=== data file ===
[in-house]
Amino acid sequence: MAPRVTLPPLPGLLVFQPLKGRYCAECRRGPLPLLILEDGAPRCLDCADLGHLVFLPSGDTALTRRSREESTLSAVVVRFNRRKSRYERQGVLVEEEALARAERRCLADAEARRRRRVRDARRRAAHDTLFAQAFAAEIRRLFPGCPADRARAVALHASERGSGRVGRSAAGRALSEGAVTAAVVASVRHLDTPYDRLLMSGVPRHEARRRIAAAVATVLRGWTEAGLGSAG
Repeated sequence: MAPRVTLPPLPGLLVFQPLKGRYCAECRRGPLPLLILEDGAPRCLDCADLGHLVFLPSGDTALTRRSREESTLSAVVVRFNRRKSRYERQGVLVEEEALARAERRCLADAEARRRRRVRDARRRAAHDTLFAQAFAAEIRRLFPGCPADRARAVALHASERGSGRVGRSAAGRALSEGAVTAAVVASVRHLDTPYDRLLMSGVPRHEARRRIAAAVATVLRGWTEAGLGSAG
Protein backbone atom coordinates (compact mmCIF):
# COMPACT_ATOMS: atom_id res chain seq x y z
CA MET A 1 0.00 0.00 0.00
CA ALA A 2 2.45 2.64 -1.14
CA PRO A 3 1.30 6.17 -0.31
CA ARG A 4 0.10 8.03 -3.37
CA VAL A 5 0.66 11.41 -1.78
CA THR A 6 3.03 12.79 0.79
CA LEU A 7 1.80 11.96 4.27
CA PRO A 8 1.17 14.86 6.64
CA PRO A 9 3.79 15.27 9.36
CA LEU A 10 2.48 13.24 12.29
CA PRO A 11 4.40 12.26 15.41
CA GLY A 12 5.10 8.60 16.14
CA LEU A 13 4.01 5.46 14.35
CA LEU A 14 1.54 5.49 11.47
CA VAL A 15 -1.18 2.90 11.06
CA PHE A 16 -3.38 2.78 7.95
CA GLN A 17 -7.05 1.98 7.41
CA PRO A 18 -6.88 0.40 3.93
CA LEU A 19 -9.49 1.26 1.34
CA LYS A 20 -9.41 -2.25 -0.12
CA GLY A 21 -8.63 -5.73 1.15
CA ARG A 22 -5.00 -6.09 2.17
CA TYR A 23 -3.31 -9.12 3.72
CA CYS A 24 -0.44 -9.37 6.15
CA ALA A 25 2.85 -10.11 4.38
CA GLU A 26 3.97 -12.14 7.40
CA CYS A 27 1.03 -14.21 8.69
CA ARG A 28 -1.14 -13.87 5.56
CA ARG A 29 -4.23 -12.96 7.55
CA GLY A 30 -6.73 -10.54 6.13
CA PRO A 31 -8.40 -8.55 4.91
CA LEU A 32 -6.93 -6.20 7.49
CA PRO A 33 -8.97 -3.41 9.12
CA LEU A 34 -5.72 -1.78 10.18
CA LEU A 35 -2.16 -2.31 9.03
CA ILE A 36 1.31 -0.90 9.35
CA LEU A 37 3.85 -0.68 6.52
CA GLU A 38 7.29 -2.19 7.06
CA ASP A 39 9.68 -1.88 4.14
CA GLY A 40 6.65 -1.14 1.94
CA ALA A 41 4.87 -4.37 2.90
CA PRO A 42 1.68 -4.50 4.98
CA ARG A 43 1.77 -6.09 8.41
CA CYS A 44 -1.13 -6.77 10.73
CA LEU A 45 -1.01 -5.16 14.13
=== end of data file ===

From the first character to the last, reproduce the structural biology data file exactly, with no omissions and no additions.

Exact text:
[in-house]
Amino acid sequence: MAPRVTLPPLPGLLVFQPLKGRYCAECRRGPLPLLILEDGAPRCLDCADLGHLVFLPSGDTALTRRSREESTLSAVVVRFNRRKSRYERQGVLVEEEALARAERRCLADAEARRRRRVRDARRRAAHDTLFAQAFAAEIRRLFPGCPADRARAVALHASERGSGRVGRSAAGRALSEGAVTAAVVASVRHLDTPYDRLLMSGVPRHEARRRIAAAVATVLRGWTEAGLGSAG
Repeated sequence: MAPRVTLPPLPGLLVFQPLKGRYCAECRRGPLPLLILEDGAPRCLDCADLGHLVFLPSGDTALTRRSREESTLSAVVVRFNRRKSRYERQGVLVEEEALARAERRCLADAEARRRRRVRDARRRAAHDTLFAQAFAAEIRRLFPGCPADRARAVALHASERGSGRVGRSAAGRALSEGAVTAAVVASVRHLDTPYDRLLMSGVPRHEARRRIAAAVATVLRGWTEAGLGSAG
Protein backbone atom coordinates (compact mmCIF):
# COMPACT_ATOMS: atom_id res chain seq x y z
CA MET A 1 0.00 0.00 0.00
CA ALA A 2 2.45 2.64 -1.14
CA PRO A 3 1.30 6.17 -0.31
CA ARG A 4 0.10 8.03 -3.37
CA VAL A 5 0.66 11.41 -1.78
CA THR A 6 3.03 12.79 0.79
CA LEU A 7 1.80 11.96 4.27
CA PRO A 8 1.17 14.86 6.64
CA PRO A 9 3.79 15.27 9.36
CA LEU A 10 2.48 13.24 12.29
CA PRO A 11 4.40 12.26 15.41
CA GLY A 12 5.10 8.60 16.14
CA LEU A 13 4.01 5.46 14.35
CA LEU A 14 1.54 5.49 11.47
CA VAL A 15 -1.18 2.90 11.06
CA PHE A 16 -3.38 2.78 7.95
CA GLN A 17 -7.05 1.98 7.41
CA PRO A 18 -6.88 0.40 3.93
CA LEU A 19 -9.49 1.26 1.34
CA LYS A 20 -9.41 -2.25 -0.12
CA GLY A 21 -8.63 -5.73 1.15
CA ARG A 22 -5.00 -6.09 2.17
CA TYR A 23 -3.31 -9.12 3.72
CA CYS A 24 -0.44 -9.37 6.15
CA ALA A 25 2.85 -10.11 4.38
CA GLU A 26 3.97 -12.14 7.40
CA CYS A 27 1.03 -14.21 8.69
CA ARG A 28 -1.14 -13.87 5.56
CA ARG A 29 -4.23 -12.96 7.55
CA GLY A 30 -6.73 -10.54 6.13
CA PRO A 31 -8.40 -8.55 4.91
CA LEU A 32 -6.93 -6.20 7.49
CA PRO A 33 -8.97 -3.41 9.12
CA LEU A 34 -5.72 -1.78 10.18
CA LEU A 35 -2.16 -2.31 9.03
CA ILE A 36 1.31 -0.90 9.35
CA LEU A 37 3.85 -0.68 6.52
CA GLU A 38 7.29 -2.19 7.06
CA ASP A 39 9.68 -1.88 4.14
CA GLY A 40 6.65 -1.14 1.94
CA ALA A 41 4.87 -4.37 2.90
CA PRO A 42 1.68 -4.50 4.98
CA ARG A 43 1.77 -6.09 8.41
CA CYS A 44 -1.13 -6.77 10.73
CA LEU A 45 -1.01 -5.16 14.13